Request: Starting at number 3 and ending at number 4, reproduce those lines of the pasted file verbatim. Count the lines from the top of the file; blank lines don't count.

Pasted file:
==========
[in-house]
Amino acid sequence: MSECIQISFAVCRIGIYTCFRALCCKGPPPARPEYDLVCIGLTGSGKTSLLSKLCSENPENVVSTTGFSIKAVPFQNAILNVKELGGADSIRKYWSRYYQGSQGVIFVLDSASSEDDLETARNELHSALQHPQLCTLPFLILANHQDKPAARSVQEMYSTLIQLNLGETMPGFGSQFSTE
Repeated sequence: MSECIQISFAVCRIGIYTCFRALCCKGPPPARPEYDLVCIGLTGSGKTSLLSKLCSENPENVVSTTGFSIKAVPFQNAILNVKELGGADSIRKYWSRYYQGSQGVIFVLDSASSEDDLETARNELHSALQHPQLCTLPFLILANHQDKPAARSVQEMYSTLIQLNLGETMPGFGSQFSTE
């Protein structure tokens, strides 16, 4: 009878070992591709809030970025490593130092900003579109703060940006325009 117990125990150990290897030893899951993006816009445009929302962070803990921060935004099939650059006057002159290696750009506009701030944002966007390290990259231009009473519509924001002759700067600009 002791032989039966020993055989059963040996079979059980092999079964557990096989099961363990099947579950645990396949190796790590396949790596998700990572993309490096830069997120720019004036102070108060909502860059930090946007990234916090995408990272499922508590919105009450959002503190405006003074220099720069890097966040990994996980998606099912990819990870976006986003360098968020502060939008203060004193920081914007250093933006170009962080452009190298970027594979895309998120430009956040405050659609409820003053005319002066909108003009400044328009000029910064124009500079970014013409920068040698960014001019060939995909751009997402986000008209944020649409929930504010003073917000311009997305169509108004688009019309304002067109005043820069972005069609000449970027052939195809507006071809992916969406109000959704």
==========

Repeated sequence: MSECIQISFAVCRIGIYTCFRALCCKGPPPARPEYDLVCIGLTGSGKTSLLSKLCSENPENVVSTTGFSIKAVPFQNAILNVKELGGADSIRKYWSRYYQGSQGVIFVLDSASSEDDLETARNELHSALQHPQLCTLPFLILANHQDKPAARSVQEMYSTLIQLNLGETMPGFGSQFSTE
């Protein structure tokens, strides 16, 4: 009878070992591709809030970025490593130092900003579109703060940006325009 117990125990150990290897030893899951993006816009445009929302962070803990921060935004099939650059006057002159290696750009506009701030944002966007390290990259231009009473519509924001002759700067600009 002791032989039966020993055989059963040996079979059980092999079964557990096989099961363990099947579950645990396949190796790590396949790596998700990572993309490096830069997120720019004036102070108060909502860059930090946007990234916090995408990272499922508590919105009450959002503190405006003074220099720069890097966040990994996980998606099912990819990870976006986003360098968020502060939008203060004193920081914007250093933006170009962080452009190298970027594979895309998120430009956040405050659609409820003053005319002066909108003009400044328009000029910064124009500079970014013409920068040698960014001019060939995909751009997402986000008209944020649409929930504010003073917000311009997305169509108004688009019309304002067109005043820069972005069609000449970027052939195809507006071809992916969406109000959704």